The Katz Files – Arnie Katz
How to ‘Fix’ TNA
The Kingfish Arnie Katz offers some suggestions for improving the impact of North America’s number-two pro wrestling promotion.
Before getting to my suggestions for increasing TNA’s show and its profitability, let’s tackle the question of whether the promotion even needs fixes. TNA management would say, at least for public consumption, that things have never been better for the second-largest wrestling promotion.
It’s all a matter of perspective. iMPACT has set records several times in recent weeks. Yet a look at the actual rating shows that TNA’s flagship is doing about as well as ECW on Sci-Fi. That’s not terrible, but it certain indicates that there is room for a lot more growth. And growth is going to result from improving the product.
The TNA pay per view picture is bleak. Data s in short supply, but TNA’s pay per views garner less than one-tenth the number of subscribes as the WWE events. That’s a poor showing and, as with broadcast ratings, leaves plenty of room for improvement.
TNA has made surprisingly little progress since the initial bounce it got by hooking up with Spike. It’s time to take a hard look at the operation and conceive some ways of making things better.
TNA’s writers don’t seem to care about keeping characters true to themselves or maintaining motivations, alliances and friendships from week to week. There has been some improvement, but there is such a distance yet to go.
Greater consistency also means reining in the turns. Matt Morgan has spun between face and heel like a human turbine. TNA must understand that, if a character turns too often and with too little motivation, the fans are likely to turn on the performer behind the character. That’s what happened with X-Pac/Six-Pac/ It could happen to Morgan, Abyss and even Samoa Joe if TNA doesn’t take more care.
Another example of inconsistency is the way the writers handle the group names. They’; hammer away at the name “Mi Pi Sexi,” and then refer to those Knockouts as the Beautiful People. And the writers have never quite settled on a name for the faction sometimes called “TNA Frontline and the TNA Originals.
Establish a Main Event Group
This is something different than the on-screen cliques like the Main Event Mafia. TNA has to make some hard decisions about who their stars are now, today, and push them much more than the performers outside that group.
There’s a tendency on iMPACT to let important guys go for a week or two without any time on the mic. Everyone can’t be a card-topping star; it’s important to give the ones who can the support and the face-time they need.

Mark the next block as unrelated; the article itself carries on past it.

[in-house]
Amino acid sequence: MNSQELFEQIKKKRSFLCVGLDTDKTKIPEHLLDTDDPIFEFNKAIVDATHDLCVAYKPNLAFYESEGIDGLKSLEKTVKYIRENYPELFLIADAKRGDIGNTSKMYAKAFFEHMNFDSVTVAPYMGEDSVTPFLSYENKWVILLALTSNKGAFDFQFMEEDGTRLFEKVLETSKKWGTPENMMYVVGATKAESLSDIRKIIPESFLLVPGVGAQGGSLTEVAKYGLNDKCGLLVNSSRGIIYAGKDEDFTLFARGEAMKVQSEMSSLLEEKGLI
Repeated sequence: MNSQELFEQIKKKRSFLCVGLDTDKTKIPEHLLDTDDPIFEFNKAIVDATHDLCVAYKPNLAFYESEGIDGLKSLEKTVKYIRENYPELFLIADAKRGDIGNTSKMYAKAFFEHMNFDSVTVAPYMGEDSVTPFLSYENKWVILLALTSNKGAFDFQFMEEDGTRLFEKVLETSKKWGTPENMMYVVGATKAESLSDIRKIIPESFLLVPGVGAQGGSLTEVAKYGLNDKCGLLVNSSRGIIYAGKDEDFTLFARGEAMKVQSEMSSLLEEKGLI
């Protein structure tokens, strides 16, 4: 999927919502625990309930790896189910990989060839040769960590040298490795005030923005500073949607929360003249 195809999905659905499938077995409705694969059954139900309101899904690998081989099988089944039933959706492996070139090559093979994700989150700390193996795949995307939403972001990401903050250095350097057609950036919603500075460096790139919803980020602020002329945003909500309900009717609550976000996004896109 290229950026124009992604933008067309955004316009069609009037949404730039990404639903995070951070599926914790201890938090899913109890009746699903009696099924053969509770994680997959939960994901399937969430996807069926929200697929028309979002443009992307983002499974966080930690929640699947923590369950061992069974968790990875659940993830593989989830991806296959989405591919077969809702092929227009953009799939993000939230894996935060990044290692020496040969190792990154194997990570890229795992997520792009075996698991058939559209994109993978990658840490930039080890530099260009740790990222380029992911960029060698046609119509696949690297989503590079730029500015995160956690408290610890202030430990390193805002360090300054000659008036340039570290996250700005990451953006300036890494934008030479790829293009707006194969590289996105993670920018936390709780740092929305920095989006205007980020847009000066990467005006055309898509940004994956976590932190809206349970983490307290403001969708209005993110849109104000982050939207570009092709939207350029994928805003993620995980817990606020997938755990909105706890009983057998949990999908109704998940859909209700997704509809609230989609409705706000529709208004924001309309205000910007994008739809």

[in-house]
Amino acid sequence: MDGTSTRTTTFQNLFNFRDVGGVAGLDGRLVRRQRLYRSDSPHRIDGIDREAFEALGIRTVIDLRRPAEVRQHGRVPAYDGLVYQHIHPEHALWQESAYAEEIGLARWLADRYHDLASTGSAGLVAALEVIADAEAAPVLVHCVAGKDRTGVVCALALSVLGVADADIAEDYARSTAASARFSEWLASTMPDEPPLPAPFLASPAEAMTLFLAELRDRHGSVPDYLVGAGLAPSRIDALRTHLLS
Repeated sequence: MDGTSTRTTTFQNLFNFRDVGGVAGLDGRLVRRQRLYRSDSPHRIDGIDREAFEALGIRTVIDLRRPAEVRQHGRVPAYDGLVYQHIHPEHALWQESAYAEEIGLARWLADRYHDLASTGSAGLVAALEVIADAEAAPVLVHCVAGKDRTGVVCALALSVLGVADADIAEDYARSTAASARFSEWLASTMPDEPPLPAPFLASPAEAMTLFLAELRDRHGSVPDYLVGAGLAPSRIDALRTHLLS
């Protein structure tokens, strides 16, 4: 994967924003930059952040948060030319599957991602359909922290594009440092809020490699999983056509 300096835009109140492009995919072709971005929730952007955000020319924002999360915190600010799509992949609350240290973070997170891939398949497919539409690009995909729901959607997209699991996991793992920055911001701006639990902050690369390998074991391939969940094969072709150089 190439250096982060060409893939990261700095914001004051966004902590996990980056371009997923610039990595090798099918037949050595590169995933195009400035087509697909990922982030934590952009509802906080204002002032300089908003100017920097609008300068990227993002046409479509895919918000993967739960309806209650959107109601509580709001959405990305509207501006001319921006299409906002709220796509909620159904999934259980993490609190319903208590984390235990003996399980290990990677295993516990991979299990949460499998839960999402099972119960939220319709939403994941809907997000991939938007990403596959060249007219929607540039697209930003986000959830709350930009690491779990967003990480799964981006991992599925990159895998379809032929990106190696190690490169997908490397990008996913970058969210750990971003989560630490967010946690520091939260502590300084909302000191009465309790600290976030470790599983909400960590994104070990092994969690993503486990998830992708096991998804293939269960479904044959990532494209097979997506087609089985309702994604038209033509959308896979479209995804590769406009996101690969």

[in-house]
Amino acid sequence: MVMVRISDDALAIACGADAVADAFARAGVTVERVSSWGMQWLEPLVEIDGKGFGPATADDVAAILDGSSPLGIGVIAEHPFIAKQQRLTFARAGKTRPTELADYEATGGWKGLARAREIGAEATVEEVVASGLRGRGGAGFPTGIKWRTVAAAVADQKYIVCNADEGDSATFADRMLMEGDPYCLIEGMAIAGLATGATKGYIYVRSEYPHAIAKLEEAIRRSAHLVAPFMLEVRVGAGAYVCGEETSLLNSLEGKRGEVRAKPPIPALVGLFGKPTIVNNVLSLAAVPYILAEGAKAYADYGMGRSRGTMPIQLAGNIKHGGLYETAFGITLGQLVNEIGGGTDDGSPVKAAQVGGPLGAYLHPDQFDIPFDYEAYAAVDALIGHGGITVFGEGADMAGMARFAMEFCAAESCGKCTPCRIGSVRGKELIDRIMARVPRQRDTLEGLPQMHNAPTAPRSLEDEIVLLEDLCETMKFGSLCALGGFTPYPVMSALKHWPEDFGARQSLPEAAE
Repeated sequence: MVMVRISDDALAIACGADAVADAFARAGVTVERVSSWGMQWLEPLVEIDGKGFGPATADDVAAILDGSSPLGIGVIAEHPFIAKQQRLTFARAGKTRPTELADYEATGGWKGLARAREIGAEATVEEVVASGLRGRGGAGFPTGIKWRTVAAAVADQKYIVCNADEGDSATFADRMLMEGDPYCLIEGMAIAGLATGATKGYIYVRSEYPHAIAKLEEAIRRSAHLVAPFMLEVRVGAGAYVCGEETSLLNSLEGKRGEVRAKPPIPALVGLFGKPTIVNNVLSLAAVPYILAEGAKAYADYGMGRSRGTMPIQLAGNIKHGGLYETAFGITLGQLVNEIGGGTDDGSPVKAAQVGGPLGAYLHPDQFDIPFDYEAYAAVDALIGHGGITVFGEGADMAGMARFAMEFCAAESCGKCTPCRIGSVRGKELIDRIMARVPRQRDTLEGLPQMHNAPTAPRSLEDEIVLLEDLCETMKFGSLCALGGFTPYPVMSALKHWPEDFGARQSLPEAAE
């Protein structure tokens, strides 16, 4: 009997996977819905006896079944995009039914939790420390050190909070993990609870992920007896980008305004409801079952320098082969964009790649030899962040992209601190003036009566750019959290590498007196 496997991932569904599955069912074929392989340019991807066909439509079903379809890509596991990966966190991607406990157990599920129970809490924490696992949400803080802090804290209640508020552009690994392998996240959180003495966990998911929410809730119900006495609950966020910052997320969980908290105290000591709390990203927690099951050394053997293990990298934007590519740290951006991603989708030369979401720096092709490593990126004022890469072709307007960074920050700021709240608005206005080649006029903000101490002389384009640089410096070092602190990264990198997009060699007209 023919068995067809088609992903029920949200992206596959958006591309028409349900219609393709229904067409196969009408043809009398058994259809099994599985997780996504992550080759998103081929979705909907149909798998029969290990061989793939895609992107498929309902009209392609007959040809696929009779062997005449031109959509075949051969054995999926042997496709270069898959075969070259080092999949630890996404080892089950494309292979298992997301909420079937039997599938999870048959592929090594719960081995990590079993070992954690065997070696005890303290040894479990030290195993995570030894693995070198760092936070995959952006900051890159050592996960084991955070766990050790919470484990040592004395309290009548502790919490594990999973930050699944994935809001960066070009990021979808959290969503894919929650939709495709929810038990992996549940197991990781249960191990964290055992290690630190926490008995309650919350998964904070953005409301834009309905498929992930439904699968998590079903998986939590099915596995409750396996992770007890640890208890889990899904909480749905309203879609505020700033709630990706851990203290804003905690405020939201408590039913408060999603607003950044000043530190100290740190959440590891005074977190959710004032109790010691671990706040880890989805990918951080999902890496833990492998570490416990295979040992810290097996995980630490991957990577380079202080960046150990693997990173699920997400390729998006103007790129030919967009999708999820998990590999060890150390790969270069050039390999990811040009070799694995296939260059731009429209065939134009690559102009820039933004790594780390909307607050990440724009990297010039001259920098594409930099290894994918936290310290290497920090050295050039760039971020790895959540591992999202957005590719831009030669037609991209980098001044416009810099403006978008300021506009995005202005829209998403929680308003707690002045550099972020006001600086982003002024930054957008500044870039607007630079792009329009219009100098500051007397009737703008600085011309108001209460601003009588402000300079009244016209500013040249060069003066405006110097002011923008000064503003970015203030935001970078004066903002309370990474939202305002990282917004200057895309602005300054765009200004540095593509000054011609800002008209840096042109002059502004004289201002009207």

Reduce Gimmick Matches
Running a dozen guys out there at the same time produces a match with a lot of sound and fury, signifying nothing. Singles matches are the center of the show. All those cluster schmazzes do is make everyone look equal and anonymous, two things you never want to have happen in the wrestling show.
No names mentioned here, because I’m not going to campaign for anyone to be unemployed in these perilous economic times. Yet it is obvious to everyone that there are some TNA talents give their all while others are basically collecting checks.
It’s time to let the locker room know that only hard workers will be tolerated in the future, no matter how big their reputations.
Tricky gimmicks like “Feast or Fired” are built on lame gimmicks. That’s why they don’t get over with the fans or translate in pay per view buys. Stipulations should be a refreshing alternative, not business-as-usual. The main event at Sacrifice, with each participant offering to give up too much to be credible or too little to make fans care, looks like it could be another example.
Focus on the Pay Per Views
TNA has still not come up with effective promotion for its pay per views. The emphasis must be on the top two or three matches, not every contest on the card. The show needs down-the-line strength of course, not just a strong top, but marketing for the pay per view needs to focus on the marquee match-ups that have the power to make fans turn loose of significant cash.
And if a pay per view doesn’t have those promotable matches, that’s a damn good sign that the card is improperly structured and need a re-think.
The Kingfish’s final comments: It must be said that TNA is starting to do some of these things in alternative way. If the promotion wants to rise to become genuine competition with WWE for fans, venues and talent, then it must commit to them wholeheartedly.
That’s it for today. I’ll e back tomorrow with a fresh installment of the Internet’s fastest-rising pro wrestling column. I hope you’ll join me then and, please, bring along your friends.
— Arnie Katz